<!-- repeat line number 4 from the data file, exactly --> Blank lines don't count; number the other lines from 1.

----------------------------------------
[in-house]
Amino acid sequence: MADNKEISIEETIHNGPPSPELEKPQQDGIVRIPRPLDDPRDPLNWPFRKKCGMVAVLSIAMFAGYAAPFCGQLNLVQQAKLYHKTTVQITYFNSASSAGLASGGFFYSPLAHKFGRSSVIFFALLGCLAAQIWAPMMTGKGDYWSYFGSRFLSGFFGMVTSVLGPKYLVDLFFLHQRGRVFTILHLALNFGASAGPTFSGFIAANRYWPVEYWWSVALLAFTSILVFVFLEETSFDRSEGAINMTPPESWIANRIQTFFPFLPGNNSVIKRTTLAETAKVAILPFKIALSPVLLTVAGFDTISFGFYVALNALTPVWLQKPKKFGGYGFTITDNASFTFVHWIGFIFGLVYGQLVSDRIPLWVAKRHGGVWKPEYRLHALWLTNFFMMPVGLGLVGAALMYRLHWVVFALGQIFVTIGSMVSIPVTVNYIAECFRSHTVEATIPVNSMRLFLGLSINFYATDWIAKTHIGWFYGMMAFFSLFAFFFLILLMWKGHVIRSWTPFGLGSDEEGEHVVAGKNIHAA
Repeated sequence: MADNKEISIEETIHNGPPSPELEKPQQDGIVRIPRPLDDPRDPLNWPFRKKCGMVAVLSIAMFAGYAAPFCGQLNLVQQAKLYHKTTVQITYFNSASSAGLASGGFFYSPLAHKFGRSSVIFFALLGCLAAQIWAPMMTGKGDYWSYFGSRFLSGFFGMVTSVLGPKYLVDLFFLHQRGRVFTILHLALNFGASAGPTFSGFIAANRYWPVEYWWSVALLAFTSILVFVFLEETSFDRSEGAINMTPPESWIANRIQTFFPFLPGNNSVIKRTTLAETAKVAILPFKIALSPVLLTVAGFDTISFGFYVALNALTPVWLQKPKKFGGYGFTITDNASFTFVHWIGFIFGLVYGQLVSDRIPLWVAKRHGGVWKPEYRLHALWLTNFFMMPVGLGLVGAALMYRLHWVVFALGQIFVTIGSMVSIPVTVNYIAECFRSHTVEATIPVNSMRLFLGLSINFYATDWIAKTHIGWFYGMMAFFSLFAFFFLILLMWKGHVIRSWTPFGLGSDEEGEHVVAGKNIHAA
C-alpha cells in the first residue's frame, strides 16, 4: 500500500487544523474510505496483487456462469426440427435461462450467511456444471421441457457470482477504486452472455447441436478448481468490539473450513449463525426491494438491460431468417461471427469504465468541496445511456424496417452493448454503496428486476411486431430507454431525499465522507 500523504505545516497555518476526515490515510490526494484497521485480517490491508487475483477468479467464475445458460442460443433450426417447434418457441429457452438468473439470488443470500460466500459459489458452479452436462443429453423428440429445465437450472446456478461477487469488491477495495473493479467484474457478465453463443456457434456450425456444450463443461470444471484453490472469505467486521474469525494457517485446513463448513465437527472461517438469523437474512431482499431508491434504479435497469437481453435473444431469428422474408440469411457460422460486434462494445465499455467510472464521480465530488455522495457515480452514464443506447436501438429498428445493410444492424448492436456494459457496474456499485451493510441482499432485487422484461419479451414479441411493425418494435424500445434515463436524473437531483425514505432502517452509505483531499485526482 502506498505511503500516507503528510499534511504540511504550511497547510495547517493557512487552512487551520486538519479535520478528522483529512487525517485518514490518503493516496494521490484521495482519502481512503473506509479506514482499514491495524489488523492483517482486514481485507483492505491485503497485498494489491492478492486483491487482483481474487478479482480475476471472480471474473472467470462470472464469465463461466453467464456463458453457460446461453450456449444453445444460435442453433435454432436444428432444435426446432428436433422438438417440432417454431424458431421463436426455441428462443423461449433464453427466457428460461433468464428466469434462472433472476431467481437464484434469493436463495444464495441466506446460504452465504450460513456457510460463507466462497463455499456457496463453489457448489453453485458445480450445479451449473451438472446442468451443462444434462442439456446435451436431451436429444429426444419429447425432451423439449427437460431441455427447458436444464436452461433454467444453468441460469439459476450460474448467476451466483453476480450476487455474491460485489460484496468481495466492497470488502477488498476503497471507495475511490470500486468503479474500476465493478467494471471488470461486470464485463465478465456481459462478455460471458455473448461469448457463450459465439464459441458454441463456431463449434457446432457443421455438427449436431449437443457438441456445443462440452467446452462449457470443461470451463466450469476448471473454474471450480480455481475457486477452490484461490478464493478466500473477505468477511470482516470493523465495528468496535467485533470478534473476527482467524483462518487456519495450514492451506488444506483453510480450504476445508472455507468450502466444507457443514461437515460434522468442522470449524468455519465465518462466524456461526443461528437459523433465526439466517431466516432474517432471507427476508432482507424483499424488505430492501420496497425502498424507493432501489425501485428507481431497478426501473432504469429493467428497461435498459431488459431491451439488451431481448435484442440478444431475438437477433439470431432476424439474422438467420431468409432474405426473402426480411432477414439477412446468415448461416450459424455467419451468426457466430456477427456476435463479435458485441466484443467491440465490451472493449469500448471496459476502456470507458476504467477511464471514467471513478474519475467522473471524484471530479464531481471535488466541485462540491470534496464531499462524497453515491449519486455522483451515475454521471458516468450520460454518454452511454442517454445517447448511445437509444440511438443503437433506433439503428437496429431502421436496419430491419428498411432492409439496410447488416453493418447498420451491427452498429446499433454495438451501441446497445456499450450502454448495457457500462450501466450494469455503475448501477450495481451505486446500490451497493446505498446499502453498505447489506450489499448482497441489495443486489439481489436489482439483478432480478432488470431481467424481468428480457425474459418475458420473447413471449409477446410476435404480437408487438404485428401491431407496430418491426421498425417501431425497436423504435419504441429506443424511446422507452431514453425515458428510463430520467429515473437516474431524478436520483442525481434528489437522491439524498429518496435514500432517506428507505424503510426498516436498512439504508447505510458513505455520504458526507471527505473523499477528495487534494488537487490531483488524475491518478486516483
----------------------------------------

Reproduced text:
C-alpha cells in the first residue's frame, strides 16, 4: 500500500487544523474510505496483487456462469426440427435461462450467511456444471421441457457470482477504486452472455447441436478448481468490539473450513449463525426491494438491460431468417461471427469504465468541496445511456424496417452493448454503496428486476411486431430507454431525499465522507 500523504505545516497555518476526515490515510490526494484497521485480517490491508487475483477468479467464475445458460442460443433450426417447434418457441429457452438468473439470488443470500460466500459459489458452479452436462443429453423428440429445465437450472446456478461477487469488491477495495473493479467484474457478465453463443456457434456450425456444450463443461470444471484453490472469505467486521474469525494457517485446513463448513465437527472461517438469523437474512431482499431508491434504479435497469437481453435473444431469428422474408440469411457460422460486434462494445465499455467510472464521480465530488455522495457515480452514464443506447436501438429498428445493410444492424448492436456494459457496474456499485451493510441482499432485487422484461419479451414479441411493425418494435424500445434515463436524473437531483425514505432502517452509505483531499485526482 502506498505511503500516507503528510499534511504540511504550511497547510495547517493557512487552512487551520486538519479535520478528522483529512487525517485518514490518503493516496494521490484521495482519502481512503473506509479506514482499514491495524489488523492483517482486514481485507483492505491485503497485498494489491492478492486483491487482483481474487478479482480475476471472480471474473472467470462470472464469465463461466453467464456463458453457460446461453450456449444453445444460435442453433435454432436444428432444435426446432428436433422438438417440432417454431424458431421463436426455441428462443423461449433464453427466457428460461433468464428466469434462472433472476431467481437464484434469493436463495444464495441466506446460504452465504450460513456457510460463507466462497463455499456457496463453489457448489453453485458445480450445479451449473451438472446442468451443462444434462442439456446435451436431451436429444429426444419429447425432451423439449427437460431441455427447458436444464436452461433454467444453468441460469439459476450460474448467476451466483453476480450476487455474491460485489460484496468481495466492497470488502477488498476503497471507495475511490470500486468503479474500476465493478467494471471488470461486470464485463465478465456481459462478455460471458455473448461469448457463450459465439464459441458454441463456431463449434457446432457443421455438427449436431449437443457438441456445443462440452467446452462449457470443461470451463466450469476448471473454474471450480480455481475457486477452490484461490478464493478466500473477505468477511470482516470493523465495528468496535467485533470478534473476527482467524483462518487456519495450514492451506488444506483453510480450504476445508472455507468450502466444507457443514461437515460434522468442522470449524468455519465465518462466524456461526443461528437459523433465526439466517431466516432474517432471507427476508432482507424483499424488505430492501420496497425502498424507493432501489425501485428507481431497478426501473432504469429493467428497461435498459431488459431491451439488451431481448435484442440478444431475438437477433439470431432476424439474422438467420431468409432474405426473402426480411432477414439477412446468415448461416450459424455467419451468426457466430456477427456476435463479435458485441466484443467491440465490451472493449469500448471496459476502456470507458476504467477511464471514467471513478474519475467522473471524484471530479464531481471535488466541485462540491470534496464531499462524497453515491449519486455522483451515475454521471458516468450520460454518454452511454442517454445517447448511445437509444440511438443503437433506433439503428437496429431502421436496419430491419428498411432492409439496410447488416453493418447498420451491427452498429446499433454495438451501441446497445456499450450502454448495457457500462450501466450494469455503475448501477450495481451505486446500490451497493446505498446499502453498505447489506450489499448482497441489495443486489439481489436489482439483478432480478432488470431481467424481468428480457425474459418475458420473447413471449409477446410476435404480437408487438404485428401491431407496430418491426421498425417501431425497436423504435419504441429506443424511446422507452431514453425515458428510463430520467429515473437516474431524478436520483442525481434528489437522491439524498429518496435514500432517506428507505424503510426498516436498512439504508447505510458513505455520504458526507471527505473523499477528495487534494488537487490531483488524475491518478486516483